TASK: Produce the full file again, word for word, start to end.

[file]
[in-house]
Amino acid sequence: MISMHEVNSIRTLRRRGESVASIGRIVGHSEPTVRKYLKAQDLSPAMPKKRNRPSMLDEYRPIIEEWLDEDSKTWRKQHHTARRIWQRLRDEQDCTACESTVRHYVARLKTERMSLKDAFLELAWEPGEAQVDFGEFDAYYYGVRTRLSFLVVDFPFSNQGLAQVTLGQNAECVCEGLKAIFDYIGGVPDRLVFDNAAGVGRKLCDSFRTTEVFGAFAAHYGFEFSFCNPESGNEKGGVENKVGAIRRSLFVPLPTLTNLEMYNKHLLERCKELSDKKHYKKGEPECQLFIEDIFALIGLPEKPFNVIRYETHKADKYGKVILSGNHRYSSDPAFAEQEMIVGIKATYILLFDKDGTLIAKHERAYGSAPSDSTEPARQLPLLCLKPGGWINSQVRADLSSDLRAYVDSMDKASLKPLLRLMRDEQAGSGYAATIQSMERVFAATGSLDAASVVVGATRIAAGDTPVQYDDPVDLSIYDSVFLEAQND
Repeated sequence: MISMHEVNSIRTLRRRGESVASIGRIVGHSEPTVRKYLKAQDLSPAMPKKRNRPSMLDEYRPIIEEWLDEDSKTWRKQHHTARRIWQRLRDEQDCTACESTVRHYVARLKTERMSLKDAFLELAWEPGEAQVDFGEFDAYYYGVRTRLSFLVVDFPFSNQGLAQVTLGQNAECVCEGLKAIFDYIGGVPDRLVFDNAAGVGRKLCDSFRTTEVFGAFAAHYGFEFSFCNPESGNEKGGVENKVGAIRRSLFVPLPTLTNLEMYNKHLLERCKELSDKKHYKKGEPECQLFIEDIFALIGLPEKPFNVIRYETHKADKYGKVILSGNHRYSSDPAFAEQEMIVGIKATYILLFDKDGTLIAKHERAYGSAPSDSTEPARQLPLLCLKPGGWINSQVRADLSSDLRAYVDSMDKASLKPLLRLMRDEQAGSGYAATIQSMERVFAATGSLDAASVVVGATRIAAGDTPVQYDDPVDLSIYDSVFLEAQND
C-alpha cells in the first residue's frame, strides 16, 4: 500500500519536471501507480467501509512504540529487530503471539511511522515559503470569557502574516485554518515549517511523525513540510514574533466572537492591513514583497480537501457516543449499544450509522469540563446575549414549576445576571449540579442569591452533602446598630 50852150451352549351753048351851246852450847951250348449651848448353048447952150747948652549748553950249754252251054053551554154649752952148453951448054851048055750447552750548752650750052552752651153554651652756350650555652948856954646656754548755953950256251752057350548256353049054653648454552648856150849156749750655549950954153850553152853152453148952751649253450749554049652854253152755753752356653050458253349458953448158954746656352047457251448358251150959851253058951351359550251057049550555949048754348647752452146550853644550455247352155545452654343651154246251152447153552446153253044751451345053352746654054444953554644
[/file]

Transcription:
[in-house]
Amino acid sequence: MISMHEVNSIRTLRRRGESVASIGRIVGHSEPTVRKYLKAQDLSPAMPKKRNRPSMLDEYRPIIEEWLDEDSKTWRKQHHTARRIWQRLRDEQDCTACESTVRHYVARLKTERMSLKDAFLELAWEPGEAQVDFGEFDAYYYGVRTRLSFLVVDFPFSNQGLAQVTLGQNAECVCEGLKAIFDYIGGVPDRLVFDNAAGVGRKLCDSFRTTEVFGAFAAHYGFEFSFCNPESGNEKGGVENKVGAIRRSLFVPLPTLTNLEMYNKHLLERCKELSDKKHYKKGEPECQLFIEDIFALIGLPEKPFNVIRYETHKADKYGKVILSGNHRYSSDPAFAEQEMIVGIKATYILLFDKDGTLIAKHERAYGSAPSDSTEPARQLPLLCLKPGGWINSQVRADLSSDLRAYVDSMDKASLKPLLRLMRDEQAGSGYAATIQSMERVFAATGSLDAASVVVGATRIAAGDTPVQYDDPVDLSIYDSVFLEAQND
Repeated sequence: MISMHEVNSIRTLRRRGESVASIGRIVGHSEPTVRKYLKAQDLSPAMPKKRNRPSMLDEYRPIIEEWLDEDSKTWRKQHHTARRIWQRLRDEQDCTACESTVRHYVARLKTERMSLKDAFLELAWEPGEAQVDFGEFDAYYYGVRTRLSFLVVDFPFSNQGLAQVTLGQNAECVCEGLKAIFDYIGGVPDRLVFDNAAGVGRKLCDSFRTTEVFGAFAAHYGFEFSFCNPESGNEKGGVENKVGAIRRSLFVPLPTLTNLEMYNKHLLERCKELSDKKHYKKGEPECQLFIEDIFALIGLPEKPFNVIRYETHKADKYGKVILSGNHRYSSDPAFAEQEMIVGIKATYILLFDKDGTLIAKHERAYGSAPSDSTEPARQLPLLCLKPGGWINSQVRADLSSDLRAYVDSMDKASLKPLLRLMRDEQAGSGYAATIQSMERVFAATGSLDAASVVVGATRIAAGDTPVQYDDPVDLSIYDSVFLEAQND
C-alpha cells in the first residue's frame, strides 16, 4: 500500500519536471501507480467501509512504540529487530503471539511511522515559503470569557502574516485554518515549517511523525513540510514574533466572537492591513514583497480537501457516543449499544450509522469540563446575549414549576445576571449540579442569591452533602446598630 50852150451352549351753048351851246852450847951250348449651848448353048447952150747948652549748553950249754252251054053551554154649752952148453951448054851048055750447552750548752650750052552752651153554651652756350650555652948856954646656754548755953950256251752057350548256353049054653648454552648856150849156749750655549950954153850553152853152453148952751649253450749554049652854253152755753752356653050458253349458953448158954746656352047457251448358251150959851253058951351359550251057049550555949048754348647752452146550853644550455247352155545452654343651154246251152447153552446153253044751451345053352746654054444953554644